“There was dim light coming from the dark room and he was suddenly irrationally afraid, as he had been as a child, that if anyone stepped inside, if she stepped inside, she would plummet to the center of the earth.”
For those unfamiliar with Joshua Ferris, myself included, what better introduction is there to a critically-acclaimed, award winning-author than a collection of short stories? As introductions go, I’d have to say the pleasure was all mine. In The Dinner Party and Other Stories, Ferris proves to be a masterful storyteller who captures self-doubt, miscommunication, and uncertainty with exquisite deftness and beauty, and left me hungry for more.
Making an impressive first impression, Ferris serves his readers a variety of compelling tales with unusual twists. Each of the eleven stories in The Dinner Party is a mini-feast, some slightly more satisfying than others, but all deliciously rich and unexpected. From “A Night Out” and “More Abandon (Or Whatever Happened to Joe Pope?)” to “The Breeze”, his stories range from random acts of temporary insanity to insightful studies of emotional hunger and fear of futility, and yet at no time do they feel overly heavy thanks to the author’s sense of timing and humor.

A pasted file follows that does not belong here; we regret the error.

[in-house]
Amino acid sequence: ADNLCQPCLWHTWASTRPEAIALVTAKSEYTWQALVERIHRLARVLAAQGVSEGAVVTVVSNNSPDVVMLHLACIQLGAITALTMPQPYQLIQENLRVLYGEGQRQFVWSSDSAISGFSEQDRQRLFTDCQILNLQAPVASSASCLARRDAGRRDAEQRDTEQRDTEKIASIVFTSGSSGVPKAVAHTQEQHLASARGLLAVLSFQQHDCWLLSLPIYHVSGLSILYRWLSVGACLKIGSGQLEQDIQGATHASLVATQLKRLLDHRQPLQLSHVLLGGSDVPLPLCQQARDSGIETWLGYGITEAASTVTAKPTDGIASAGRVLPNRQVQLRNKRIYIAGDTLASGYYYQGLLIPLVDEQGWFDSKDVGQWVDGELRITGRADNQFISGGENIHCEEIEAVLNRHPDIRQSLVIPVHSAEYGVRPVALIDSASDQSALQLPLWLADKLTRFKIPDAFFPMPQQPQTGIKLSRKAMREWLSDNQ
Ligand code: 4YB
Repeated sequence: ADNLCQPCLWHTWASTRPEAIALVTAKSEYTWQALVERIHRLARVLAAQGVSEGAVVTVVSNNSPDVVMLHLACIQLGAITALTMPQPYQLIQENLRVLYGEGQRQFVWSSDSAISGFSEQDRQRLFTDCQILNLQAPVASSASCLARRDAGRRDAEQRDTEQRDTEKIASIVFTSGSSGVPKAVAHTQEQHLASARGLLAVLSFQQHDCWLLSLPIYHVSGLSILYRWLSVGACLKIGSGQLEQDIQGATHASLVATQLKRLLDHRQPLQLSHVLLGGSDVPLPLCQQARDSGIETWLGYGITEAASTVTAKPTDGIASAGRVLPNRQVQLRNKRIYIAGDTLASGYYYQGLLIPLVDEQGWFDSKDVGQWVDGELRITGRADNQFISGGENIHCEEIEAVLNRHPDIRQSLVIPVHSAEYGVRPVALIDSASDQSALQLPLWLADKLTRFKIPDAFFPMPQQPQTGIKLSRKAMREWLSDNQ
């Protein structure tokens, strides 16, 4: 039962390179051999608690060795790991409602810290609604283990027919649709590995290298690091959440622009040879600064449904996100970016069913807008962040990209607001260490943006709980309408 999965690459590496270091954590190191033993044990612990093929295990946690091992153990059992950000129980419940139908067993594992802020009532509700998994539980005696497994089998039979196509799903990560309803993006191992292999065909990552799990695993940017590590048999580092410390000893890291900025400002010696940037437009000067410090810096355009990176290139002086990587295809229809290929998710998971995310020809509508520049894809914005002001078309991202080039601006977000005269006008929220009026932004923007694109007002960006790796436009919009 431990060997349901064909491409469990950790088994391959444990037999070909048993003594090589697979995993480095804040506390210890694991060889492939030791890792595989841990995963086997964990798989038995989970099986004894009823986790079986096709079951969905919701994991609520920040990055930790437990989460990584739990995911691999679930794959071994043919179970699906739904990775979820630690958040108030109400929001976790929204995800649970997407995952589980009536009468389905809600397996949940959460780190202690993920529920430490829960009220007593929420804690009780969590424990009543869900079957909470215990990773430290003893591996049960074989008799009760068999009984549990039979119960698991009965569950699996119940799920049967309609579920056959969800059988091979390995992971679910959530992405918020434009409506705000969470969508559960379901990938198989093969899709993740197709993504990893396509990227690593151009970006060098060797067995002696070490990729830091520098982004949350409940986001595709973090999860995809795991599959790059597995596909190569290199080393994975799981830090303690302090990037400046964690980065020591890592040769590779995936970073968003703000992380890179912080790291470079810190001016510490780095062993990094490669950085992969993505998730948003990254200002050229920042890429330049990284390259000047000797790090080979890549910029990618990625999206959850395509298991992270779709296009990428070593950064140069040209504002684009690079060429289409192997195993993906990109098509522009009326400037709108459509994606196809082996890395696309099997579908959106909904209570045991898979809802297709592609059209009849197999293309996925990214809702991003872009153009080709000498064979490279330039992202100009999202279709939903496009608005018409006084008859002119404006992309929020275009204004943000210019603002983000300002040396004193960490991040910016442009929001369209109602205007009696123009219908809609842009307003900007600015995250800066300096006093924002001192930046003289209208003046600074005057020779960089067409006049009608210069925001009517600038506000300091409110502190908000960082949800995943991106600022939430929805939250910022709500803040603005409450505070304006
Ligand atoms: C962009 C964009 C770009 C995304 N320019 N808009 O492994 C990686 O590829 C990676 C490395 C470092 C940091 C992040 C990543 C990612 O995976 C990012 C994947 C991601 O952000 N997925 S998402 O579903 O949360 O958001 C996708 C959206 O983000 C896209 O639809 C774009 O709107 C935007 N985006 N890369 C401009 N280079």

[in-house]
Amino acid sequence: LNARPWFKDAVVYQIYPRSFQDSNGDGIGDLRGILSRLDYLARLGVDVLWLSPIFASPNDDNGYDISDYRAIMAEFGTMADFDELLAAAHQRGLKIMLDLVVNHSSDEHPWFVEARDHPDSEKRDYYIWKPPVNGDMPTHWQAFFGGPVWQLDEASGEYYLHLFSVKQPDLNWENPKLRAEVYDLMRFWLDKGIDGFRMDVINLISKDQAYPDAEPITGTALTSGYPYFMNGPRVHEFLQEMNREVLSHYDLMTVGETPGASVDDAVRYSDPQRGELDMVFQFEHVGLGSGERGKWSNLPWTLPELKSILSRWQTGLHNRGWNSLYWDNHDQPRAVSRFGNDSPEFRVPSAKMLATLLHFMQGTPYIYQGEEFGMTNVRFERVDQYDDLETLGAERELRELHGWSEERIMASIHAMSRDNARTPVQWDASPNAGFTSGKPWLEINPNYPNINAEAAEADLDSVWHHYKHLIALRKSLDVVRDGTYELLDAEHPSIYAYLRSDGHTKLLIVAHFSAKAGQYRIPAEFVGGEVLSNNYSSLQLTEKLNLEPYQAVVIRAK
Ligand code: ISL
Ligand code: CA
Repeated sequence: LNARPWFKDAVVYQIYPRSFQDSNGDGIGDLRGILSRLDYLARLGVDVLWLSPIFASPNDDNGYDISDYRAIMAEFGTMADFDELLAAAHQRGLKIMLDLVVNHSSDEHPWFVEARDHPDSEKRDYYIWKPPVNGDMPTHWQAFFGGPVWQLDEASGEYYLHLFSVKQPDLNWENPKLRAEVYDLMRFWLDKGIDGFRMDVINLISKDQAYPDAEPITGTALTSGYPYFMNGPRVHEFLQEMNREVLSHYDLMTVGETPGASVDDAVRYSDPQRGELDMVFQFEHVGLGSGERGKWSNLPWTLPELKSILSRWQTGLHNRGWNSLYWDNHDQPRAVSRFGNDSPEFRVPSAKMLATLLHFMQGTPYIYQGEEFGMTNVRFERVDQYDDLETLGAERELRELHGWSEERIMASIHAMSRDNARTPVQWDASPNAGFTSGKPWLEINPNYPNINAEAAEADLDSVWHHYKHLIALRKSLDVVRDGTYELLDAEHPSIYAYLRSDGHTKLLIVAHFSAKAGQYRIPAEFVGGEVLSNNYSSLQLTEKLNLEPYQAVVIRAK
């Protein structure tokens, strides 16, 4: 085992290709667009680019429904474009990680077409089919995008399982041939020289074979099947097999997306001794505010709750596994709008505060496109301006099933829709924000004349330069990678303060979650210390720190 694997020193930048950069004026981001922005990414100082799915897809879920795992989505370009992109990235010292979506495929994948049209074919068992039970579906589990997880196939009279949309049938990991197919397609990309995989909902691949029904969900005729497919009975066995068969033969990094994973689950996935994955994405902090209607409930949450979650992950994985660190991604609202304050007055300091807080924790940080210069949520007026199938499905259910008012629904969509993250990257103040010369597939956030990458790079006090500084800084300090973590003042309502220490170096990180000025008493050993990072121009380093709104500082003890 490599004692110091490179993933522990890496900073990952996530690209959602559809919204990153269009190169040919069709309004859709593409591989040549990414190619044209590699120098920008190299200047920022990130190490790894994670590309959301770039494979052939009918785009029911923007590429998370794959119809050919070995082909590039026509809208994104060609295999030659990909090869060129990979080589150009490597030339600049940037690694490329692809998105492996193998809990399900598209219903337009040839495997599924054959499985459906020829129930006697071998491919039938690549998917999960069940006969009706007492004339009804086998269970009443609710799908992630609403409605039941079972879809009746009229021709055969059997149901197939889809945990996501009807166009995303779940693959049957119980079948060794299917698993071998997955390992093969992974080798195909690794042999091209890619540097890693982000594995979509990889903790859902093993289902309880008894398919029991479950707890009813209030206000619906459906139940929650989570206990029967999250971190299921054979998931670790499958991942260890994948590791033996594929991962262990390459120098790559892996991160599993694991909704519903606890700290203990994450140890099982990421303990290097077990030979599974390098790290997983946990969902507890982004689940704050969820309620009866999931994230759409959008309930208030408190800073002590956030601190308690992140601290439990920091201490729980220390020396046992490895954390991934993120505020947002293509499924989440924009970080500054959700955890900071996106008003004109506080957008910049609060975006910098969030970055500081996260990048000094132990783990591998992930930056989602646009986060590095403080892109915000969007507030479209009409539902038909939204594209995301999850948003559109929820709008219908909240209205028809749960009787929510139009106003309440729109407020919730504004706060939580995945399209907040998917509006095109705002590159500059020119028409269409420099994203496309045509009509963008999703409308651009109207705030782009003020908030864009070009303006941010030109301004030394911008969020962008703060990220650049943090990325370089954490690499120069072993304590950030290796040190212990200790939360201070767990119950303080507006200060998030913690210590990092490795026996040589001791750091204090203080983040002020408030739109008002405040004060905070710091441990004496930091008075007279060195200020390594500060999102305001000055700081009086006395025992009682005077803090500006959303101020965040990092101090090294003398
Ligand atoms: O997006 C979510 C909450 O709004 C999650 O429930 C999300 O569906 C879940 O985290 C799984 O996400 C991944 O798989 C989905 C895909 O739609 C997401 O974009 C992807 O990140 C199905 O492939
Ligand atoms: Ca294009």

The writing is crisp and the stories move, mostly at a city pace, but what stood out most for me was the various array of intriguing protagonists. Like the vegetables in his title story, Ferris’s characters are all “bright and doomed”. Neurotic, deluded and perfectly flawed, they each find themselves caught “abruptly in the middle of something” and are often guided by their own worst instincts. Yet despite the loneliness, despair and desperation, there are instances of hope and for a select few, maybe even redemption.